A highlight this year was a trip to nearby Skyline Caverns. Not only was the information about cavern growth and karst really great, but we enjoyed the spectacular scenery and the cool 54 degree temp. A welcome change from 85 outside.

We spent a day on the River observing what lives in it and nearby, and – you bet we managed some good fun.

The Park has its own waste treatment plant and our campers spent a morning learning how we are able to turn waste into pure water and return it to the River. The Park’s “Poop Lady” astounded us with microscopic views of little squiggly things that actually eat the waste – ugh.

Graduation is a fun time shared by campers, parents, and staff.

The Junior Ranger Day Camp is sponsored jointly by the Park and the Friends. We also have a self-guided program where pre-teens can become Junior Rangers. Just ask at the Park Visitor’s Center. We are already looking forward to next years camp and hope you will join us. Check back here in the spring for more information.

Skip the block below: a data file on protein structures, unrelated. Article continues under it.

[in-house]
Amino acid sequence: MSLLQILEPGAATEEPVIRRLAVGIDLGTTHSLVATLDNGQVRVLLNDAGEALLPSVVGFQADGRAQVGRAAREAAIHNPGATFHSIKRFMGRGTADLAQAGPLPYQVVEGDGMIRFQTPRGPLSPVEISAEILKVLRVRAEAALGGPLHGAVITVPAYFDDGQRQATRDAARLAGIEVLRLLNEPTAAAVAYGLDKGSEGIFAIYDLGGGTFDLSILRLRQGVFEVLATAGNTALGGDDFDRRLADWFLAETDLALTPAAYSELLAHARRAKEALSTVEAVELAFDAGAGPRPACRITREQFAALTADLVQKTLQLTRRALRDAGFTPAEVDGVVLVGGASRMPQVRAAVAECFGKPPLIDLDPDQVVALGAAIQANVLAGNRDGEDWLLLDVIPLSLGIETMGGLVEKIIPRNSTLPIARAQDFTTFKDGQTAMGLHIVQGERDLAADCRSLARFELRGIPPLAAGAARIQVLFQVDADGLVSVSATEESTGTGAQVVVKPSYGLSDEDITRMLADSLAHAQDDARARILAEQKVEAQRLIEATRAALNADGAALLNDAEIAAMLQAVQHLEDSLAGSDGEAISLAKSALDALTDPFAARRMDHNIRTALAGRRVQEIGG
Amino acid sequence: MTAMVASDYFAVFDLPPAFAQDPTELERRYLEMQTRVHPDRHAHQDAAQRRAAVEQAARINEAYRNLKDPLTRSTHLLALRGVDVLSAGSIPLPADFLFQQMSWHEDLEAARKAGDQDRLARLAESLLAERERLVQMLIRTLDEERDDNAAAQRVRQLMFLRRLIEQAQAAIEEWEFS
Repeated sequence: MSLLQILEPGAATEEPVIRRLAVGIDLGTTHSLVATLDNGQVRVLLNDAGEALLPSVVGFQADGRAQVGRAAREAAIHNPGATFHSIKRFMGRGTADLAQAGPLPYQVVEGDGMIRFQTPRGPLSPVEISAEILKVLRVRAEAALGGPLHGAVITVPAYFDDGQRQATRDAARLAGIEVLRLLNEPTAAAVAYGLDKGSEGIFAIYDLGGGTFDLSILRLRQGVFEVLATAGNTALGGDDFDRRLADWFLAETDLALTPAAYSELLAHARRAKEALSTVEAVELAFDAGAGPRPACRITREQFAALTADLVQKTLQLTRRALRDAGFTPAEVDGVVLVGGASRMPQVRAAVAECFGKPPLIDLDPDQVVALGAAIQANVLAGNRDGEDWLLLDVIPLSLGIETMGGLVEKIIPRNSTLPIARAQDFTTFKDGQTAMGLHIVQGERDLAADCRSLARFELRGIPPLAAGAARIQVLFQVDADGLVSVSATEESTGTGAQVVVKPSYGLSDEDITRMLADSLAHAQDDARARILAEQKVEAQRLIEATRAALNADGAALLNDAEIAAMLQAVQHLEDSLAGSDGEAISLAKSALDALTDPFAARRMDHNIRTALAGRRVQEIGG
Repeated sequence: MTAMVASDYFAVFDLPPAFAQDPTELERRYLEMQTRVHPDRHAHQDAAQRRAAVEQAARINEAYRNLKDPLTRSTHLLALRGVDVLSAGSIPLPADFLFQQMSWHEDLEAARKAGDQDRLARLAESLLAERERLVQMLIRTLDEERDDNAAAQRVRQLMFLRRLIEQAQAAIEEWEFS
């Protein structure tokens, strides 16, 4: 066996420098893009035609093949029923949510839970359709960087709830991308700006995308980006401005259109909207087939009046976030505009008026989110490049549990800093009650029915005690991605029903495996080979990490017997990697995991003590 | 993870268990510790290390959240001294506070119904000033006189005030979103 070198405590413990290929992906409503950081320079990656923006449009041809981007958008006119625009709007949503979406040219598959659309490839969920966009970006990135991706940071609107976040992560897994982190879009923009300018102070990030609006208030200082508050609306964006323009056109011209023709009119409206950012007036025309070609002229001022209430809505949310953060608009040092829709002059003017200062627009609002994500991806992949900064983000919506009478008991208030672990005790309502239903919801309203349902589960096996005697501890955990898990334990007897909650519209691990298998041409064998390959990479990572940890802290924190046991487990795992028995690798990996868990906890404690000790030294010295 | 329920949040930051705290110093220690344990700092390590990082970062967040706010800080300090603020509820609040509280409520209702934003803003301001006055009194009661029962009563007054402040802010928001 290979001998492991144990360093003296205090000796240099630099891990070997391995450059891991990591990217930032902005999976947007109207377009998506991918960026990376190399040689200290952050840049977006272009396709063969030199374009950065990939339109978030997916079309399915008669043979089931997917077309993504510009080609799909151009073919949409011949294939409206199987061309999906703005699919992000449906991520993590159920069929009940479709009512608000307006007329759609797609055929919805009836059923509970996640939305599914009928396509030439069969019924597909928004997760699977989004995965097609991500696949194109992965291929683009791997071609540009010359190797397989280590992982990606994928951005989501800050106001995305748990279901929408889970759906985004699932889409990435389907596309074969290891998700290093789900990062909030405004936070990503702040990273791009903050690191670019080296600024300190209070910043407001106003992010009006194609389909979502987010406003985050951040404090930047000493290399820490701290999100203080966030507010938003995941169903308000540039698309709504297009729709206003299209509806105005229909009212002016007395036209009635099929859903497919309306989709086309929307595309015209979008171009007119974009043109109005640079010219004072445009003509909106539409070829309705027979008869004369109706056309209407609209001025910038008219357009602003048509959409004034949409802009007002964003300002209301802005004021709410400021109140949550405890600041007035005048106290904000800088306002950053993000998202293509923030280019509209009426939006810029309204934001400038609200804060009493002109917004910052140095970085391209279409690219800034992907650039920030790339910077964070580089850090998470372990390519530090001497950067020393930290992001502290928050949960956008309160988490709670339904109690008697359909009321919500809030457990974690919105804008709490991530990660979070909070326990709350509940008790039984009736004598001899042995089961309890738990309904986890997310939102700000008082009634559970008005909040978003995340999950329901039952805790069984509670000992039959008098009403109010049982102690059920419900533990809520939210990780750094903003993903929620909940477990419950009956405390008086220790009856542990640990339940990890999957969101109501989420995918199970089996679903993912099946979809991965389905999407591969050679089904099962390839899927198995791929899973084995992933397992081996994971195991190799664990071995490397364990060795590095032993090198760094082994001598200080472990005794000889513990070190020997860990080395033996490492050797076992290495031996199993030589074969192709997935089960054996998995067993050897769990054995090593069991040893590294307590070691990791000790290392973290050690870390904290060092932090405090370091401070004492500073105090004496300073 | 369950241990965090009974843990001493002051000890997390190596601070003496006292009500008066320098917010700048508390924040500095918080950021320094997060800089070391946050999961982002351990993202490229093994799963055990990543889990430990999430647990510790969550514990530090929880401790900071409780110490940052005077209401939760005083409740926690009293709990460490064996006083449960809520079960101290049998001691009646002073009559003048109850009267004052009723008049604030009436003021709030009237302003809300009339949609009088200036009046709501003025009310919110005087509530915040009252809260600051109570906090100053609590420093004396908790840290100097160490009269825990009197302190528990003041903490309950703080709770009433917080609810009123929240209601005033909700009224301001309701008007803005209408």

NEW FRIENDS ALWAYS NEEDED

Do you love the outdoors? Would you like to help preserve our natural environment while doing things you really enjoy?

The Friends of Shenandoah River State Park invites you to share our love of Andy Guest / Shenandoah River State Park.

Each year we spend time improving the park, helping with programs for visitors, and helping to improve the environment. We are always looking for new faces and fresh ideas.

The Park has many great opportunities to help – pick ones you would enjoy. Assist with the Junior Ranger program – conduct trail inspections – help with the annual river cleanup – assist with the Parks wild animal habitat – help develop a river interpretive trail – and many more! If fact, you can probably design your own way to volunteer. Check out opportunities on our Volunteer page. We hope to see you at the park!